Many veterans don't share their invisible wounds of war

To view this site, you need to have Flash Player 9.0.115 or later installed. Click here to get the latest Flash player.

March 20, 2013, 8:16 am
SHARE THIS POST
Print Article


(NECN) - Over the past decade, the transition from the war zone to the home front has been very difficult for many veterans and their families. Roughly 30,000 veterans from New England are struggling with the invisible wounds of war: post-traumatic stress disorder or traumatic brain injuries.

Many of these veterans will never seek help, and one local program is hoping to change that.

“That's me in Iraq back in 2006, with some of the kids in the community,” says Bob Davis as he looks at a photo.

It's hard to see it in his face, or hear it in his voice, but the retired army reservist had a hard time adjusting to life after coming home from two tours of duty in Iraq.

“I had trouble sleeping at different points. I had some behavioral concerns and I worked through them with the help of friends and family.”

Bob sought professional help, but many veterans will never tell anyone about their invisible battle wounds.

Nationwide, 18 veterans commit suicide daily, mainly as a result of mental health issues.

As a result of these startling statistics, since 2009, the Red Sox Foundation/Massachusetts General Hospital Home Base Program has been providing veterans with clinical care for post-traumatic stress disorder or traumatic brain injuries.

Retired Brigadier General Jack Hammond is Home Base's executive director.

“If you had to operate in an environment for 12 months where there is no safe place, whether it's when you go to sleep at night on a base, because there's Afghan soldiers who may turn on you at a moment, come in and shoot you while you are asleep... you have this hypersensitivity that you just don't shut off immediately… So when you hear something, you automatically look for it. When you're driving down the road you automatically scan for targets…For many of these young folks, that transition is a real tough challenge for them to accomplish by themselves.”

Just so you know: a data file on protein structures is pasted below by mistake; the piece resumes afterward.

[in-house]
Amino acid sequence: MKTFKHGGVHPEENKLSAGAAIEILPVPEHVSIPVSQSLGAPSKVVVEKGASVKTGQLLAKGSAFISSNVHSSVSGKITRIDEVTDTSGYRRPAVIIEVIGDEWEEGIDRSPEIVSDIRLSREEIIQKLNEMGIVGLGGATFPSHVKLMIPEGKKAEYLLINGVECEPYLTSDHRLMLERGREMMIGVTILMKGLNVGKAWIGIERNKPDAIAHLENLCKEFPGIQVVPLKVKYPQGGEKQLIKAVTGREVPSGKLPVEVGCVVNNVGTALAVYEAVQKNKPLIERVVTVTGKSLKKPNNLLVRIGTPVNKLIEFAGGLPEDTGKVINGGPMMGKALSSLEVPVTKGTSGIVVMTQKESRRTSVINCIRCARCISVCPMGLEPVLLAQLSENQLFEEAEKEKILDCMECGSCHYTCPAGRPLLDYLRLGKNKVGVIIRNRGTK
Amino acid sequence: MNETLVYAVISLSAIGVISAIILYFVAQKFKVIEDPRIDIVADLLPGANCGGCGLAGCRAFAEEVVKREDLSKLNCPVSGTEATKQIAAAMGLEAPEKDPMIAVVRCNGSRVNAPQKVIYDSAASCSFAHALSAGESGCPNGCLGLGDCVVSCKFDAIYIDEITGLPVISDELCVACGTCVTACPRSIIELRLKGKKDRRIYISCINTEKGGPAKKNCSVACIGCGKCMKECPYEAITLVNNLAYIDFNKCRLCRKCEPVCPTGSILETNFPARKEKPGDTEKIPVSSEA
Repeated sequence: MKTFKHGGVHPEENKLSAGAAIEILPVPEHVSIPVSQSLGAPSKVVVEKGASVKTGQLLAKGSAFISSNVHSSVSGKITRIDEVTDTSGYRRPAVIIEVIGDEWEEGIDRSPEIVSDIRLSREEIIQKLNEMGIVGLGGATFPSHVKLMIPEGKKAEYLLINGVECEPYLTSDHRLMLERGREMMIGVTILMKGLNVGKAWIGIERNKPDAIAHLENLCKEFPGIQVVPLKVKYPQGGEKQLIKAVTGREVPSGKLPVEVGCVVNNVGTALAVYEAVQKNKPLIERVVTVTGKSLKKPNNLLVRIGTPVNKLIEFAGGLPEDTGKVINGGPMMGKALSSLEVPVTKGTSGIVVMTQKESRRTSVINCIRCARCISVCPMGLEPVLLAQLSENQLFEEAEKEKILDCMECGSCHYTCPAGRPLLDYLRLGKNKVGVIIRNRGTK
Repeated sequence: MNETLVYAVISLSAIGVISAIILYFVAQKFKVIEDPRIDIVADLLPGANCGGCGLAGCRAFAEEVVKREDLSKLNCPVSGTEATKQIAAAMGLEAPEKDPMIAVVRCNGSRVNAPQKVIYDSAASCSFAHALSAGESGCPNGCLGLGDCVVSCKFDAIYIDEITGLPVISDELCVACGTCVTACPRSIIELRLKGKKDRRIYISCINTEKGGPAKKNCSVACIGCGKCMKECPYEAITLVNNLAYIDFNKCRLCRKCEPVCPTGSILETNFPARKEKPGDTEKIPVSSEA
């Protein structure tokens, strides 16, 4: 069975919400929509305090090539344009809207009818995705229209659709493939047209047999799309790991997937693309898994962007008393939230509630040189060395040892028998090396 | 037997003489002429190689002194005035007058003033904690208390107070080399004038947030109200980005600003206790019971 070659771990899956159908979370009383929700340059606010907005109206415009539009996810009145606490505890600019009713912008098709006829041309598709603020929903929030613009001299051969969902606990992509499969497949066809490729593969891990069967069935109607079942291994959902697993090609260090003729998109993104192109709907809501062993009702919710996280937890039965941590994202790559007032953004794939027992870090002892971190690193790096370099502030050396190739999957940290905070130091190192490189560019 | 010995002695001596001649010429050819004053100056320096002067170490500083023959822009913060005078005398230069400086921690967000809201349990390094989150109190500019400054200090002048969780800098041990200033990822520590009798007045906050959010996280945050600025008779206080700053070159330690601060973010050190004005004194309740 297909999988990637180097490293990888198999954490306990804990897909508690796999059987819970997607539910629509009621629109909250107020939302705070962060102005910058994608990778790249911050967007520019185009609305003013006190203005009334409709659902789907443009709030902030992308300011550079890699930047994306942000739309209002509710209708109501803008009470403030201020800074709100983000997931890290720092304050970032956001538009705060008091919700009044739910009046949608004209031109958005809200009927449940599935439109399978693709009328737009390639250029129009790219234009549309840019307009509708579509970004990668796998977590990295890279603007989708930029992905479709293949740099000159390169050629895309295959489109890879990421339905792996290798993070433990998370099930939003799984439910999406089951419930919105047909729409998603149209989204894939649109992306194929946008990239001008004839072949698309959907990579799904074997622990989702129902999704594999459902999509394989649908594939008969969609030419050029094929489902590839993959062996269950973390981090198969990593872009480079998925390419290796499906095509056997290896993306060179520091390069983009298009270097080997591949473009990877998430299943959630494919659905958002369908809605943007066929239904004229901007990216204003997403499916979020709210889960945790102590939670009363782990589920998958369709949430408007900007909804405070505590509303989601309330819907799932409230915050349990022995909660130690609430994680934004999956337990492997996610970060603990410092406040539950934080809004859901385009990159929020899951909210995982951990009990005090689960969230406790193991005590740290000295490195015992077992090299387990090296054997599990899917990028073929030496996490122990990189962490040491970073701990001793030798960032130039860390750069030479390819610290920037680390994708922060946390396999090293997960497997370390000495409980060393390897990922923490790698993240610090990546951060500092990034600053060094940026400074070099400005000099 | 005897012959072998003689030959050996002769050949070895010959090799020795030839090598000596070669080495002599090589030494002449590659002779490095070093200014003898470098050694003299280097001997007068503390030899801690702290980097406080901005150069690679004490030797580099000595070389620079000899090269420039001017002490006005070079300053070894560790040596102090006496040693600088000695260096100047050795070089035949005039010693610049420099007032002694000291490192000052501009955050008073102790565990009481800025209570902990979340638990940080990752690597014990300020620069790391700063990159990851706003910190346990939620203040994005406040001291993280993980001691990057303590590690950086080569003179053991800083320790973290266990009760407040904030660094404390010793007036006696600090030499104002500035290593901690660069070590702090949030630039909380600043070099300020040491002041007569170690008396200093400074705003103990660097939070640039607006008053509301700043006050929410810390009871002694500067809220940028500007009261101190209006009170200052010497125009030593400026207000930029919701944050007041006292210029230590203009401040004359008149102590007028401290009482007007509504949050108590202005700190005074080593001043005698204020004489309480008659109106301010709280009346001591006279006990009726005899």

At Home Base, veterans never feel alone. Vet to vet contact is a critical part of the treatment process.
And Home Base is also the only organization in the country treating veterans and family members together.

Bob is doing fine today because he reached out for help. And now, as Home Base's veteran outreach coordinator, he's urging his fellow veterans to do the same.

“Get it through your community. Get it from your family. Reach out to a friend. Go to a website. Don't do nothing. Do something and you will find on the other end, there is always someone willing to help.”

Veterans seeking help from the Home Base program will never have to pay a dime for services. If you're a veteran and feel as if you're not back to the way you were before leaving for combat, you're urged to visit the Home Bbase website at: homebaseprogram.org.

Tags: Kristy Lee, Iraq War, veterans, PTSD, support, Home Base Program, 10 year anniversary, mental health issues
RELATED STORIES
COMMENTS
Check out these events for something fun this weekend
Karin O'Keefe discusses some deals and steals
Mara Dolan discusses Tuesday night's 'State of the Commonwealth' address to be delivered by Deval Patrick
Alex Power-Hays discusses making the video; challenge for kids to make their own video
Doctor John Mafi discusses the role of exercise in helping your aches
Student Reporter Peter Costanza finds out what people think of the online currency
This small gadget can be used to make quick, small sushi rolls
Student Reporter Zeban Jaggi finds out how people cope on the holiday